29 Jul 2020

Breeur (1.1) Lies – Imposture – Stupidity, Ch.1.1, “Hieronymus Bosch”, summary

 

by Corry Shores

 

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[The following is a paragraph by paragraph summary of Breeur’s text. Boldface, underlining, and bracketed commentary are my own. Proofreading is incomplete, so please forgive my mistakes. The book can be purchased here.]

 

 

 

 

Summary of

 

Roland Breeur

[Breeur’s academia.edu page and researchgate page]

 

Lies – Imposture – Stupidity

 

 

Part 1

Lies and Stupidity

 

Ch.1.

The Last Judgment

 

1.1

Hieronymus Bosch

 

 

 

 

Brief summary (collecting those below):

(1.1.1) We often assume that the truth of historical events lies in their factual accounting and recordkeeping, for instance, the records of the genocide of Armenian peoples. We find a fantastical depiction of similar acts of torture in Hieronymus Bosch’s “The Last Judgment,” in the part showing a woman getting horseshoes nailed into her feet. (1.1.2) The objective reporting of facts will always fail to do justice to the truth of many of them, because they will not be able to fully convey the affective intensity of those truths, as seen for instance in historical events of atrocity. Artistic depictions, even fantastical ones like Bosch’s “The Last Judgment,” are better able to do so. Nonetheless, (even though the imagination is employed in fashioning such artistic presentations of the affective intensity of the truths of facts), the imagination also dilutes facts into images in such a way that they “become weak and empty over time.” (Liars, who conceal the truth, thus employ imagination, although “that imagination moves the liar far beyond the lie.”)

 

 

 

 

 

 

Contents

 

1.1.1

[Fact as Truth. Bosch’s Torture]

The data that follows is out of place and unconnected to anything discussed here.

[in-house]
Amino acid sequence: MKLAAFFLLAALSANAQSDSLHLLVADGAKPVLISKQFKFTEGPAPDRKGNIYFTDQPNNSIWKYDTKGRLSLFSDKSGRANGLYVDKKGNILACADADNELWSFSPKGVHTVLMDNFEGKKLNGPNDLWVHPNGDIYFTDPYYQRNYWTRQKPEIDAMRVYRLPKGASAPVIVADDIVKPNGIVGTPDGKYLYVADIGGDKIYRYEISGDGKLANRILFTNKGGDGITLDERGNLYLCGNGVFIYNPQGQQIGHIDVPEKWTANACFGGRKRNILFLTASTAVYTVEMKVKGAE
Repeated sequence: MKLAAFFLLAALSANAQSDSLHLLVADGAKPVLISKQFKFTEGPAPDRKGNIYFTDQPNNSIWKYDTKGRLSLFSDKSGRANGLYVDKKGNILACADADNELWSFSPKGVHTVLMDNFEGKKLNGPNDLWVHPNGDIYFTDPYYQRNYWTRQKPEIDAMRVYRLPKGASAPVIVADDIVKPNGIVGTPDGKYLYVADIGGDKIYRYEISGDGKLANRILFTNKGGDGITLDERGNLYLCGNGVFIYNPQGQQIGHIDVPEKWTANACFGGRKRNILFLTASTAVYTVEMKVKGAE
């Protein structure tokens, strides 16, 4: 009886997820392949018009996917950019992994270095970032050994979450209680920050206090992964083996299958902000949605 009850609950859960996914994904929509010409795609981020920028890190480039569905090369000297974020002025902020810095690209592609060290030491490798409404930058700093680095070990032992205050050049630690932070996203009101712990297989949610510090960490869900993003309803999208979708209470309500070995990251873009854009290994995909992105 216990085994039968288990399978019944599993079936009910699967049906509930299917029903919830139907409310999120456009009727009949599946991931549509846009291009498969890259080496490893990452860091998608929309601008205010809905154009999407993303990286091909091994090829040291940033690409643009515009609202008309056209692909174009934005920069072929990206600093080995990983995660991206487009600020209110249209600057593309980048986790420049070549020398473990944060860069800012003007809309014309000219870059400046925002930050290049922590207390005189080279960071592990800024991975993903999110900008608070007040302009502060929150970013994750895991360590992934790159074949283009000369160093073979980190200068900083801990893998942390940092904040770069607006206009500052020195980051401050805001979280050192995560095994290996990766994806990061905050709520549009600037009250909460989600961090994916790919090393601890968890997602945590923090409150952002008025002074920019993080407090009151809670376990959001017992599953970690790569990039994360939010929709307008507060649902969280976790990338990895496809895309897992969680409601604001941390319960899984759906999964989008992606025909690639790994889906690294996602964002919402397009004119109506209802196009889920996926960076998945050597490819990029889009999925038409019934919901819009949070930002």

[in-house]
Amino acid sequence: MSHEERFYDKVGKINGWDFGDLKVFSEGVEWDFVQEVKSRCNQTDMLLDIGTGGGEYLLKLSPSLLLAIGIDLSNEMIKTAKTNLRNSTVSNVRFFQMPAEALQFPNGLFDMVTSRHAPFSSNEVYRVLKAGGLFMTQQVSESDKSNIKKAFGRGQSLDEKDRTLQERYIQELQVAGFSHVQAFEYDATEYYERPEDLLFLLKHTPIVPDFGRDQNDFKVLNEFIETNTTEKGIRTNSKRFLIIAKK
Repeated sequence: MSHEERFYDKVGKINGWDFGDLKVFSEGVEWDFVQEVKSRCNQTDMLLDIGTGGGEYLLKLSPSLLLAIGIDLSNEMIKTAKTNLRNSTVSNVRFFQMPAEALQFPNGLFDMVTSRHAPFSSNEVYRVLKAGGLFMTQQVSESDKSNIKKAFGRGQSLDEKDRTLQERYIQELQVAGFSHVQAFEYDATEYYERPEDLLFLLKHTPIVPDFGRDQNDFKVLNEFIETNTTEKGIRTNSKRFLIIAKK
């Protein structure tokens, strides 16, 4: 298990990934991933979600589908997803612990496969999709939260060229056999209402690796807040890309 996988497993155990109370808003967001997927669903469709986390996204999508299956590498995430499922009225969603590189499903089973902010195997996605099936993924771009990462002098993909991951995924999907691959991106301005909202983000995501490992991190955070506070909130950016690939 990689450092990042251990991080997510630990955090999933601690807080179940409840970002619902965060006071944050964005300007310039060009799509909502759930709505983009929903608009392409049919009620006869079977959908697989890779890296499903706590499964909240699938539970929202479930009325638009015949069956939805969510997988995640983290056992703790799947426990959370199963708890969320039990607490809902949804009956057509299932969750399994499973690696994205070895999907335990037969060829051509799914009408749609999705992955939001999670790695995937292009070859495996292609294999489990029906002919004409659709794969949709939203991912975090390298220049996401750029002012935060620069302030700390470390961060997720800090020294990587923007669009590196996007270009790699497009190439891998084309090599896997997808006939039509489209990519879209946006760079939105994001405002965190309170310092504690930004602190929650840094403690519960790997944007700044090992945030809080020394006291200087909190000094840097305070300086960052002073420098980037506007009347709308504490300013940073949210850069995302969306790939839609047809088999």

1.1.2

[Truth Beyond Fact. Imagination and Lie]

 

Bibliography

 

 

 

 

 

 

 

Summary

 

1.1.1

[Fact as Truth. Bosch’s Torture]

 

[We often assume that the truth of historical events lies in their factual accounting and recordkeeping, for instance, the records of the genocide of Armenian peoples. We find a fantastical depiction of similar acts of torture in Hieronymus Bosch’s “The Last Judgment,” in the part showing a woman getting horseshoes nailed into her feet.]

 

Breeur begins by noting Hieronymus Bosch’s “The Last Judgment.”

 

(source: wiki)

 

Breeur mentions the various tortures and points in particular to a scene where a figure is hammering a horseshoe into a woman’s foot. (It might be what is shown in the image below, but I am not entirely certain.)

 
 

 

This image reminds Breeur of acts committed during the genocide of the Armenians (see the Appendix). He continues: “But these facts are also told by historians and by witnesses whose ex­periences were recorded. ‘Hence, it was all true’” (12).

My eyes fell recently on a new reproduction of Hieronymus Bosch’s “The Last Judgment.” Above is Christ as judge sur­rounded by the Virgin Mary, John the Evangelist, and the apostles. Below, the punishment of the damned, painted in somber colors. These castigations are eagerly carried out by a rough crew of monsters crawling across the country like in­sects on a piece of rotten meat. We witness how the damned are burned, speared, impaled, hung on butcher’s hooks, forced to eat excrements or thrown into bizarre machines that look like gigantic meat mills, and more of that fun. But one specific scene caught my attention. In the midst of all this cheerful violence, there is discernible, at a crumbled brothel and in a place that probably should have housed a blacksmith, one of these crazy figures nailing a horseshoe to a woman’s heel. I couldn’t believe my eyes. I came across descriptions of this horrible or­deal in books talking about the torture that the Armenians had endured before and during the 1915 genocide.4 But these facts are also told by historians and by witnesses whose ex­periences were recorded. “Hence, it was all true.”

(12)